(UPDATE: Rising Strong is going to be a DNF, as I’m finding this too jargonish and … well, lacking anything I didn’t already kind of know. Perhaps Brene Brown isn’t for me or maybe this wasn’t the right book to start with.) 

Go Set a Watchman – the Harper Lee novel that is either much-celebrated or a representative of elder abuse, depending on your viewpoint – was among my planned reads for this blessedly long weekend. Alas, I made it through only two chapters last night before declaring this a DNF. I’ll probably do a longer post with my thoughts on this, which I approached with some skepticism and an open mind (at least I’d like to think so).  Suffice it to say that 43 pages was enough to put me solidly in the “this should never have been published” camp.

The UnspeakableThis week I finished The Unspeakable by Meghan Daum. Several of these essays in this collection resonated with me, particularly “The Best Possible Experience,” “Not What It Used to Be,” and “Difference Maker” – all of which best fit the theme of “the unspeakable thoughts many of us harbor…and the unspeakable acts that teach no easy lessons and therefore are elbowed out of sight.” (pg. 5-6)

Listening
Wonderful TownMy attention span for audio books is similarly limited; I’m listening almost entirely to podcasts these days. That said, I’m also listening to Wonderful Town: New York Stories from The New Yorker, which has been on my TBR forever. I’m finding this to be a fantastic collection for filling in the gaps with authors and stories that I probably should have read by now.  The order of the stories presented on audio doesn’t match up with the print edition, though. So far I’ve listened to “Poor Visitor” by Jamaica Kincaid; “The Five-Forty-Eight” by John Cheever (another author on my list I need to read more of); and “The Whore of Mensa” by Woody Allen, which gave me a much-needed laugh.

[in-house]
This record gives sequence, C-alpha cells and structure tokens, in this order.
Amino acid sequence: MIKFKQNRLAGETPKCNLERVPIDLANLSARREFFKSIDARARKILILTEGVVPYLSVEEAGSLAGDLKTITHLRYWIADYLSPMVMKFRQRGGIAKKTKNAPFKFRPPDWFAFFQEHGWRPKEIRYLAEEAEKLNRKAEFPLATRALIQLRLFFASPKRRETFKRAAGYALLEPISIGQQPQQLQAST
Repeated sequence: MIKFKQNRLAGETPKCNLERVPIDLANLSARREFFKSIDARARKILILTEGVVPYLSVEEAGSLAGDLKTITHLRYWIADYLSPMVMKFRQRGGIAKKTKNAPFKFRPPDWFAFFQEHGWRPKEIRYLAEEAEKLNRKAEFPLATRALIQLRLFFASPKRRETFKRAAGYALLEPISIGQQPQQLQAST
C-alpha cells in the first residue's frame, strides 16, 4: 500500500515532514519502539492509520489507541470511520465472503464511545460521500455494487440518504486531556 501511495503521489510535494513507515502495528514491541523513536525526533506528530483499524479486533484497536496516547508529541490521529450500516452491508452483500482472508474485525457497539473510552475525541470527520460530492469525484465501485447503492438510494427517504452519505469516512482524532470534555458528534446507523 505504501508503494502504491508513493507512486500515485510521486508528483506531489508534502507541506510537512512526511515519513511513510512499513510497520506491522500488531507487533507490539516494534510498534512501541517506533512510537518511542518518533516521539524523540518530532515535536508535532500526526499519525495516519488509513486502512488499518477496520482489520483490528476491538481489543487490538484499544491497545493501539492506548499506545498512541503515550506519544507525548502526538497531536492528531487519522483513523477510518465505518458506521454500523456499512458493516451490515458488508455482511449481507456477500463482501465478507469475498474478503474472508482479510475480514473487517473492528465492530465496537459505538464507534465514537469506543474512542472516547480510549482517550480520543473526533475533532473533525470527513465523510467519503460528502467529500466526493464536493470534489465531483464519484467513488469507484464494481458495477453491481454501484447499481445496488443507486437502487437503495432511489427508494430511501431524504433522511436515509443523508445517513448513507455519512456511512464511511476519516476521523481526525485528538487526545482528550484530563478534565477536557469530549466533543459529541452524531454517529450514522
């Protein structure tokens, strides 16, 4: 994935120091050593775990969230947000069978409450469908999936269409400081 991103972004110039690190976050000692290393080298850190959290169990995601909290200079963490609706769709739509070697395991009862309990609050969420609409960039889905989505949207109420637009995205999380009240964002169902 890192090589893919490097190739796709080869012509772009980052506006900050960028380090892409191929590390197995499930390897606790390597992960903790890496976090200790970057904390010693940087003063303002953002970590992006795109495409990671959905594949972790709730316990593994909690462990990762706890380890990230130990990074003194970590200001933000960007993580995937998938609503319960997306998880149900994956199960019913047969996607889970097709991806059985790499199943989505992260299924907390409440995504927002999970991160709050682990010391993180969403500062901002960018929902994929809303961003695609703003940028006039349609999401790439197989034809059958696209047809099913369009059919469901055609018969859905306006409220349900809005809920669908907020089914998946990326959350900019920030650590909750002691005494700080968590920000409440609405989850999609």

Learning
Aside from the life lessons these dark days are teaching me, I finished my first MOOC, “Literature of the Country House” through the University of Sheffield and am now immersed in “Plagues, Witches, and War: The World of Historical Fiction” from the University of Virginia. One of the readings is The Physick of Deliverance Dane by Katherine Howe, which fits perfectly with the 10th annual R.eaders I.mbibing P.eril challenge being hosted this year by The Estella Society. I’m planning to sign up again, as I do every year.

Hope you’re having a good Sunday – and if you’re in the States, hopefully it is part of a three-day weekend.

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Podcast of the Week: Episode 1, The Intro Post

Apple iPhone 6 - PDI

Photo Credit: Public Domain Archive; click through for source

 

Even though they’ve been around in some form or another for decades, suddenly I’ve discovered and gotten instantly addicted to podcasts. Within the past two weeks, I’ve gone from having no clue how to listen to one to subscribing to nearly 100 of them.

I’ve been curious about them for awhile, but it wasn’t until I was reading some Facebook updates after a local writers’ get-together that I’d missed (where podcasts were apparently a hot topic) that I thought this might be something I’d be interested in. These writers are very much in the know, super-intellectual and have their collective pulse on all things hip, cool, and especially literary.

I remembered that I had downloaded a podcast-listening app on my phone (at least that’s what I thought it did) so I played around with it. So far, so good … but it seemed clunky and then a podcast started stopping in mid-stream. And then another didn’t even start. And some downloads took longer than I expected. And then Heather of Capricious Reader wrote this post about Pocket Cast. Sold on the spot. Her recommendation was good enough for me.

She also compiled this fantastic list of bookish podcasts and then I knew there was no turning back.

Now I’m a complete podcast junkie. Bam – just like that. I haven’t listened to an audiobook in two weeks. I’ll go back to them; I’m just enjoying my new toys for a little while.